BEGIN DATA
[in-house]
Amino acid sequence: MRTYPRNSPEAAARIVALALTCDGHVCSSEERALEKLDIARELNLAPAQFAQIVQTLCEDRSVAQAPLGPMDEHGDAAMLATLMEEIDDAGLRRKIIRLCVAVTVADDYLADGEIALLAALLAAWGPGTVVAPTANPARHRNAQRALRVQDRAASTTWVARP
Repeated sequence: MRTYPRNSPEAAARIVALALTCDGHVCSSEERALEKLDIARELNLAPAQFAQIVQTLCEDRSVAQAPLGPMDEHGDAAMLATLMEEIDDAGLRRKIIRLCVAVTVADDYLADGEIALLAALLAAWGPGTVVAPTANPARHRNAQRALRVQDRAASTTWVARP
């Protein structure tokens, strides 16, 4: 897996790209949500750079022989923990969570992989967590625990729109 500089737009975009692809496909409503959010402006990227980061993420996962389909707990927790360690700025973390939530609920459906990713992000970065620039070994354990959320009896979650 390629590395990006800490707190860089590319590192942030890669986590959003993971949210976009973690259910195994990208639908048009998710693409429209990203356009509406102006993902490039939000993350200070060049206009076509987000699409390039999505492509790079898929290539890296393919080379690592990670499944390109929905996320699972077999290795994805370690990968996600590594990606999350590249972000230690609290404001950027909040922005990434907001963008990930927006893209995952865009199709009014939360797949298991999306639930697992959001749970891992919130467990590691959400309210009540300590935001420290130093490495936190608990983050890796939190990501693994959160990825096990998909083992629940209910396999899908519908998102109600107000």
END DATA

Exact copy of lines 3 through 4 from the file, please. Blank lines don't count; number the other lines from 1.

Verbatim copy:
Repeated sequence: MRTYPRNSPEAAARIVALALTCDGHVCSSEERALEKLDIARELNLAPAQFAQIVQTLCEDRSVAQAPLGPMDEHGDAAMLATLMEEIDDAGLRRKIIRLCVAVTVADDYLADGEIALLAALLAAWGPGTVVAPTANPARHRNAQRALRVQDRAASTTWVARP
């Protein structure tokens, strides 16, 4: 897996790209949500750079022989923990969570992989967590625990729109 500089737009975009692809496909409503959010402006990227980061993420996962389909707990927790360690700025973390939530609920459906990713992000970065620039070994354990959320009896979650 390629590395990006800490707190860089590319590192942030890669986590959003993971949210976009973690259910195994990208639908048009998710693409429209990203356009509406102006993902490039939000993350200070060049206009076509987000699409390039999505492509790079898929290539890296393919080379690592990670499944390109929905996320699972077999290795994805370690990968996600590594990606999350590249972000230690609290404001950027909040922005990434907001963008990930927006893209995952865009199709009014939360797949298991999306639930697992959001749970891992919130467990590691959400309210009540300590935001420290130093490495936190608990983050890796939190990501693994959160990825096990998909083992629940209910396999899908519908998102109600107000």